Outright disappointments? Of course there were some, but maybe the biggest was that I missed many shows that doubtlessly were worthwhile. Often I was too busy or out of town. In the case of one popular show staged in a relatively small space, I simply couldn’t get a ticket. At any rate, it should be remembered that any “best of” list is limited by what that particular critic has or hasn’t seen.

Obviously, 2015’s biggest shock was the unexpected death of Actors’ Theatre artistic director John S. Kuhn in late February. Though it was a great loss to the company and the theater community at large, Actors’ staff and supporters came together to ensure that the outdoor troupe’s summer season went forward as planned. Since then, Actors’ Theatre has named Philip J. Hickman as its new artistic director and announced a promising 2016 season, offering hope that the troupe will continue to build on the gains it made under Kuhn’s leadership.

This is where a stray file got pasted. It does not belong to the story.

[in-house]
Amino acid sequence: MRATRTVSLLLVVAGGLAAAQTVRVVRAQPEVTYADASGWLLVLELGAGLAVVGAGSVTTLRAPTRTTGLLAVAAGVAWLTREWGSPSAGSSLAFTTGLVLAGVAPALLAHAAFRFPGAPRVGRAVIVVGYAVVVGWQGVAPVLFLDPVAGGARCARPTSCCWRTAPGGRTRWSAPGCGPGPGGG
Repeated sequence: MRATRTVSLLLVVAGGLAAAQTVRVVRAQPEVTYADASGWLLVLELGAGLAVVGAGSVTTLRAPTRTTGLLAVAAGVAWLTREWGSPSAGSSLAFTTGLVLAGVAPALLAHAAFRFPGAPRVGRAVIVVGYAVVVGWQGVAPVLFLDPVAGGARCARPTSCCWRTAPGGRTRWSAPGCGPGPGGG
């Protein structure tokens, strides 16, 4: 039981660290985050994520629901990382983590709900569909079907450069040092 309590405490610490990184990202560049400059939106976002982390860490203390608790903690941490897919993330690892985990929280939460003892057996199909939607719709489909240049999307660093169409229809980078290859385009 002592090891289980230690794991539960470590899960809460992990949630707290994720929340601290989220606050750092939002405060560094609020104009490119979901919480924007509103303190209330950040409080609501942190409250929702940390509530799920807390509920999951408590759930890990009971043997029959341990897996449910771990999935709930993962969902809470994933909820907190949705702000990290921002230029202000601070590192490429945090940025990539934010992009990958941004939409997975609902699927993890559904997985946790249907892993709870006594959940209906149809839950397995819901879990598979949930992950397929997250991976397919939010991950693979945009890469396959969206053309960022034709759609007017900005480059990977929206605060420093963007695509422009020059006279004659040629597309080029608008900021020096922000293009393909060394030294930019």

On that somber but optimistic note, here’s my list of the best productions and performances of 2015:

Best play: Who’s Afraid of Virginia Woolf?, Adrenaline Theatre Company. Director Audrey Rush and her cast brought fire and commitment to Edward Albee’s tale of a monstrously dysfunctional relationship.

Best musical (tie): Les Miserables, Gallery Players; and A Little Night Music, Short North Stage. The former demonstrated that Les Miz still has the power to move us. The latter proved once again that Short North Stage has a way with Sondheim.

A sampling of the characters and costumes featured in Sex at the Box (Shadowbox Live photo)
A sampling of the characters and costumes featured in Sex at the Box (Shadowbox Live photo)